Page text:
Into every story about cryptocurrency, some amount of absurdity is sure to follow.
Texas is investigating celebrities who had endorsed FTX, the now bankrupt cryptocurrency firm, for potentially violating state securities laws.
The Texas State Securities Board started looking into FTX’s operations last month over whether the exchange’s yield-bearing crypto accounts were providing residents with unregistered securities. Since the company’s collapse on Nov. 11, the board has significantly expanded its probe to examine the impact of this multibillion-dollar bankruptcy.
And promotions of FTX by celebrities such as the Golden State Warriors’ Steph Curry and the Tampa Bay Buccaneers’ Tom Brady are now part of this broadened investigation, as first reported by Bloomberg News and confirmed by The Texas Tribune.
It also comes amid a class-action lawsuit filed in Florida against Curry, Brady and other celebrities — mostly high-profile athletes — which alleges that FTX had used their endorsements as part of a scheme designed to take advantage of “unsophisticated investors.” It also names FTX’s former CEO Sam Bankman-Fried.
“Anyone who renders investment advice in Texas typically needs to be registered and they typically have to truthfully disclose all known material facts,” said Joe Rotunda, the state board’s enforcement director. “In Texas, there is not a different system of justice or regulation for people who are celebrities.”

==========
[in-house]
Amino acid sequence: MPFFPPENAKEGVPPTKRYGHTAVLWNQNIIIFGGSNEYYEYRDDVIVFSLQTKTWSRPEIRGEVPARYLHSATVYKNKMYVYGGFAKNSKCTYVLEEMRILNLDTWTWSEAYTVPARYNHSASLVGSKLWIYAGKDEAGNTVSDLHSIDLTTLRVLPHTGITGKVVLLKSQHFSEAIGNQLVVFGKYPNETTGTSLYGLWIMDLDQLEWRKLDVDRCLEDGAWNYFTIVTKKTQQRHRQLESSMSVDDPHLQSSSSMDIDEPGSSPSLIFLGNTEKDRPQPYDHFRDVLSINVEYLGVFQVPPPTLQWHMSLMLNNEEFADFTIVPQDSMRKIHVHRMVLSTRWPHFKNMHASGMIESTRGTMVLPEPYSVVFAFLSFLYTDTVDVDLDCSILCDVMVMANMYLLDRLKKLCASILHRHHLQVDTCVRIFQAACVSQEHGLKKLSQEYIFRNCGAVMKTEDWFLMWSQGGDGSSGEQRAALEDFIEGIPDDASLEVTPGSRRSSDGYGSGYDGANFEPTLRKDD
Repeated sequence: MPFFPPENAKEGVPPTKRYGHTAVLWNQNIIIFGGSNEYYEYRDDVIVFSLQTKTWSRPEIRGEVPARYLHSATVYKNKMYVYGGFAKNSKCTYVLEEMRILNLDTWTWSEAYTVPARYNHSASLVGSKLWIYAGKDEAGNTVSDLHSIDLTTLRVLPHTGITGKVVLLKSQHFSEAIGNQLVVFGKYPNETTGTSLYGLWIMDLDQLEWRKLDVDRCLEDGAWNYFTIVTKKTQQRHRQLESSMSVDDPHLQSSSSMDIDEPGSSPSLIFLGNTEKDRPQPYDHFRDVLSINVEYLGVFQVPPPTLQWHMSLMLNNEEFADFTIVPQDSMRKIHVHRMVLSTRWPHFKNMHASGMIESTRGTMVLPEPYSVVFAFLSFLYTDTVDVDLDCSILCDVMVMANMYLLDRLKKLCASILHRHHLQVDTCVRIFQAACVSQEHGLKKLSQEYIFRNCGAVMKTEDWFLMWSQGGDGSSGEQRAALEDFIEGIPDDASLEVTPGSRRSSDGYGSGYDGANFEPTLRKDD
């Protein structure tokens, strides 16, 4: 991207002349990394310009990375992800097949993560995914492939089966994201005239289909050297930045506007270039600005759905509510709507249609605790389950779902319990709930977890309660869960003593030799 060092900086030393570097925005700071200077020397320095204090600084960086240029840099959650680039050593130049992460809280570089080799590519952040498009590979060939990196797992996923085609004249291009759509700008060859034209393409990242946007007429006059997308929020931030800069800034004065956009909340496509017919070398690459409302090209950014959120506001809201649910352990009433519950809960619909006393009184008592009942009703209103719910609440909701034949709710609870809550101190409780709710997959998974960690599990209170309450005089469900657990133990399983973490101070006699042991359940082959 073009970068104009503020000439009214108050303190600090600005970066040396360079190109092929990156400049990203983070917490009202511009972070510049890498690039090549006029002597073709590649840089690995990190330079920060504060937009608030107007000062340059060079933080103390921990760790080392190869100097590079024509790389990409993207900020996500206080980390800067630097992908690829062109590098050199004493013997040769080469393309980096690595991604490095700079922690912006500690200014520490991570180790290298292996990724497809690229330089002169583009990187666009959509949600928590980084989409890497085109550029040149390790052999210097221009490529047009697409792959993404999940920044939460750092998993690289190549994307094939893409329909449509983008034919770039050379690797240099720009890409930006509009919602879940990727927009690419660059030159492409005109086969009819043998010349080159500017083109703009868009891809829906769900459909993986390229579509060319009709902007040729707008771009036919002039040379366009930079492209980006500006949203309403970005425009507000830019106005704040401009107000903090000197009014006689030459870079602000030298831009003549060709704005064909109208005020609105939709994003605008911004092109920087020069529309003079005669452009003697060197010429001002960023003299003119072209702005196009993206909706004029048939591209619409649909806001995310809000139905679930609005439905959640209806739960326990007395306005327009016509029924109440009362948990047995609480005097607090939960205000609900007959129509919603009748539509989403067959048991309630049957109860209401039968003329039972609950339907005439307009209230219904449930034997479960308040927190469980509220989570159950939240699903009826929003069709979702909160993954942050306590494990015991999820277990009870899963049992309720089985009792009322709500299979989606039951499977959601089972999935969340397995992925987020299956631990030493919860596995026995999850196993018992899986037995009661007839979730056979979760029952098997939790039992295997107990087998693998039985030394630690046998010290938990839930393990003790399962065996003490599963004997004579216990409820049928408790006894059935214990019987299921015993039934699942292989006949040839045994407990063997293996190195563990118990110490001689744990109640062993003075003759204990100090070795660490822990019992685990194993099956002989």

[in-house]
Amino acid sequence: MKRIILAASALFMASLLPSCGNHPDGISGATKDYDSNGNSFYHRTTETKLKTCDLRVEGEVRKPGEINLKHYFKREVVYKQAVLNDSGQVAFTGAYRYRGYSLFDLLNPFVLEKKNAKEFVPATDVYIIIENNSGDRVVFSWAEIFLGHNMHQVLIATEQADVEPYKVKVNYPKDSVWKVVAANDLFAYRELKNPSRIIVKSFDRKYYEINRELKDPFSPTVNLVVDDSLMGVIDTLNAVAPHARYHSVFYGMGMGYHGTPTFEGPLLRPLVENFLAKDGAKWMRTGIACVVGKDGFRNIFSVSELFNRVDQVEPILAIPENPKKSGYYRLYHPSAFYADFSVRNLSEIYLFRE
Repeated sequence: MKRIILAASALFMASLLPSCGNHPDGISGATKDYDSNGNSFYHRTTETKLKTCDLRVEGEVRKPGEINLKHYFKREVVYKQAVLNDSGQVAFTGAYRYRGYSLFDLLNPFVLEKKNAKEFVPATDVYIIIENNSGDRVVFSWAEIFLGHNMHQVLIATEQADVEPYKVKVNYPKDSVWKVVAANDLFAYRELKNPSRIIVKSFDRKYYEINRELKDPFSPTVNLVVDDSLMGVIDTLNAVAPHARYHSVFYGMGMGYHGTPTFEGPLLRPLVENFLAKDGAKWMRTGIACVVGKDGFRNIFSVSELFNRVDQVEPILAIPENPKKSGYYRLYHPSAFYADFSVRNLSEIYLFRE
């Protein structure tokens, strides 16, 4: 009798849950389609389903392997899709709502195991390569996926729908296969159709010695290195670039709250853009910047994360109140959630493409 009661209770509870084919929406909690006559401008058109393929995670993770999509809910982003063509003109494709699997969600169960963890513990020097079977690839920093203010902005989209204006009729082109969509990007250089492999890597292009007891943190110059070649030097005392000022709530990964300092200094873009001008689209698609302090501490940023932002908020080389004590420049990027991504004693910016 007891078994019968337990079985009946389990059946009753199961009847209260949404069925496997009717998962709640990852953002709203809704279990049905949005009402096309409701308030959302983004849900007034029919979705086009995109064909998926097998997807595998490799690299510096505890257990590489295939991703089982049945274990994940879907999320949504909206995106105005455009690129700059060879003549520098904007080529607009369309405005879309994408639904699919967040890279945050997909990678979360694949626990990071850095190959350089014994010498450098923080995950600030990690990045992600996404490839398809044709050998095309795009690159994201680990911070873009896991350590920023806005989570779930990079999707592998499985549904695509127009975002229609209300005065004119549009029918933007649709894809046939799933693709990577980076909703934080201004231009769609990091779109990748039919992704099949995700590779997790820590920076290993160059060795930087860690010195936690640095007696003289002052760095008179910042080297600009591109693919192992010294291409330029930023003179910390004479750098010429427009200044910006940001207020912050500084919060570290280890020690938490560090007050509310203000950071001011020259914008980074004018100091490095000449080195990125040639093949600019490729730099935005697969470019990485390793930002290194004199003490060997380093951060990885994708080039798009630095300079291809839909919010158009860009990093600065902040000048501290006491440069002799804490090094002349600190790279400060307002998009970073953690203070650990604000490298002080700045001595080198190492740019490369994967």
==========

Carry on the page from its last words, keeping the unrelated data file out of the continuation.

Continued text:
It’s currently unclear if any prominent Texan would be investigated, but Rotunda said his team is still compiling a list of relevant parties based on recent court filings by FTX’s current CEO John J. Ray III and the class-action lawsuit. In particular, it will be looking at what the promoters disclosed, how they were compensated and how their promotions were scripted and filmed.
“It’s important from a securities regulation standpoint, and from a bankruptcy standpoint, to determine the ways FTX was encouraging clients and Texans to use FTX and invest with FTX,” he said.
He added that his team will also have to consider how the relevant law applies in this situation, since it was established via a 1985 case involving an investment and financial newsletter being distributed via fax.
“That’s a far cry from social media and broadcast advertisements, let alone tokens and blockchains, right?” Rotunda said.
I mean, okay, that’s their job and I appreciate that they are not giving anyone a pass for being a celebrity. It’s just that I personally don’t expect a celebrity endorser to be an actual expert on the thing they’re being paid to endorse. Maybe they should have some level of knowledge, when we’re talking about a financial product, but as a general rule I just figure either they like the thing they’re shilling for or they like the money they’re getting for the shilling. I don’t need for Jose Altuve and Alex Bregman to be salsa connoisseurs in real life. It’s just an ad.
On the other hand, given the best known example we have of a prominent person being accused of violating state securities law (hint: his name rhymes with Pen Kaxton), it could be a decade or more before any of them find themselves answering to the charges in question. If I’m Tom Brady’s lawyer, I’m probably telling him to worry about other things over this one. He’s not in any near-term danger.